Secret switches

For my final project, I want to expand upon some of the sculptural pieces that I have made in the past by introducing a kinetic element. Here’s an example of a piece that I completed before school, wouldn’t it be even cooler if it had secret moving components?!?!


By designing a piece that has kinetic functions,  I will have to consider the form as both visual and physical. I plan to use a combination of found objects and materials, as well as fabricated ones.

The sculpture will encompass one or more hidden switches that only reveal themselves once the user begins to participate with the object.

One idea that I had was a secret compartment that holds small balls, or confetti that releases the goodies into a vessel below once the circuit has been completed. I believe that I can achieve this using a solenoid which is an electromagnet that can be pushed and pulled in opposite directions, effectively opening and closing the trap door.

Here’s a piece of interactive design by designer Ben Light… check ‘n chew. The user has to check into a specific restaurant using Foursquare in order to get a gumball!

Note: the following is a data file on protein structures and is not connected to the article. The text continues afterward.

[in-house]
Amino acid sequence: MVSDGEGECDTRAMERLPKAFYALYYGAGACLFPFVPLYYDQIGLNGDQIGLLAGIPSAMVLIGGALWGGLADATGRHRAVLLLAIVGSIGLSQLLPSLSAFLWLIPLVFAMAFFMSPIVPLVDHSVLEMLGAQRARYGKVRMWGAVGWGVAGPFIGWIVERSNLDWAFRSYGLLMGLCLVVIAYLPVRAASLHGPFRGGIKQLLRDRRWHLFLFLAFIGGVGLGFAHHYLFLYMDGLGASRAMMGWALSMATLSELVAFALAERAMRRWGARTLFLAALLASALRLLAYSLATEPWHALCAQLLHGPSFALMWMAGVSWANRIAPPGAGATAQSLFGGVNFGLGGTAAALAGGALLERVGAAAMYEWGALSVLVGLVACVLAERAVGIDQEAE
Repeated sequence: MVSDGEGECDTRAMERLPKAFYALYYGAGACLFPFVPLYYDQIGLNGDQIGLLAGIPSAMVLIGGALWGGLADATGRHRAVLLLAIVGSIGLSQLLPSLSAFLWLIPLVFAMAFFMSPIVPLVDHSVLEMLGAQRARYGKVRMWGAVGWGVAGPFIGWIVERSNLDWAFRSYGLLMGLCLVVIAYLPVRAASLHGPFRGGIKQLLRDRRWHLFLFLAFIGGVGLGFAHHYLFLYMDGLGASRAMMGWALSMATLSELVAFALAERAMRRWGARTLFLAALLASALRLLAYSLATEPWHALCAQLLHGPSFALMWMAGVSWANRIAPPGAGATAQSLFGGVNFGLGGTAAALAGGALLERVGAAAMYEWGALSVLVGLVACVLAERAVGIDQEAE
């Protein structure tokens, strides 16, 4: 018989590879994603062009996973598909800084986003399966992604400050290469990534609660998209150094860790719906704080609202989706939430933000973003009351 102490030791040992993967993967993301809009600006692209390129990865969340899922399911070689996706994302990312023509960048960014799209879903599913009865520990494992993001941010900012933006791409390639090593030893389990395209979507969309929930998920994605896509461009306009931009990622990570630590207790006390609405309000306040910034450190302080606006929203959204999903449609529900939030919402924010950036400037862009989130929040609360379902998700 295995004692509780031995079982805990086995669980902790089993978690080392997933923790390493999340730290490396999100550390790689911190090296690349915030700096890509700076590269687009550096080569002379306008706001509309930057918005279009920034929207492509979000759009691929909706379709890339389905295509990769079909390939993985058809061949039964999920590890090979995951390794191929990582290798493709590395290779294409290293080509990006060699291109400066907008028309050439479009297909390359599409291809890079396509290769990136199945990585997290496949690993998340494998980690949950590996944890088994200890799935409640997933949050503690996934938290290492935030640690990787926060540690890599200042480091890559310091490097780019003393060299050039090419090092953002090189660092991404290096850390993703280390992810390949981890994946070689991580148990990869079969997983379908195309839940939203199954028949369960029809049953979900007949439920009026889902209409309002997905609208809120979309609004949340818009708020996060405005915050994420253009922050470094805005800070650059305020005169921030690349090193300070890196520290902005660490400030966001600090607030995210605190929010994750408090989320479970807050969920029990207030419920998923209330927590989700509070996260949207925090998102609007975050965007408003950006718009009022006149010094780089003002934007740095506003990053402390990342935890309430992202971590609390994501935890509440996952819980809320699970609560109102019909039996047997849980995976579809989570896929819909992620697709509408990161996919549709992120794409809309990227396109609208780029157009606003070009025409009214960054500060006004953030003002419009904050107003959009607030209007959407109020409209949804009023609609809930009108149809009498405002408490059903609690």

The creative label Laikingland has some amazing examples of kinetic sculpture. Take a look and get inspired!

I will also try to incorporate some movement that does not involve power or a micro-controller to invite the user to begin exploring the piece. Here’s an example of some kientic movement using wind. It’s a video I shot in Iceland of a mountain peak on the side of a building created by using thousands of paillettes. The video’s not great quality, but the music sort of makes up for it.

Also… just came across this awesome scale by fumiko schaub, this example is not so much about secret switches, but I love the interaction and exploratory element about it- the moving parts and supporting components. 

One thought on “Secret switches”

  1. Can’t wait to see this come together, it sounds super cool. Since this a tutorial project, you’ll want to think about what parts of it would benefit others to learn– the solenoid releasing colorful balls or confetti sounds like a good place to start. Please start building and bring in-progress components to class on Tuesday.

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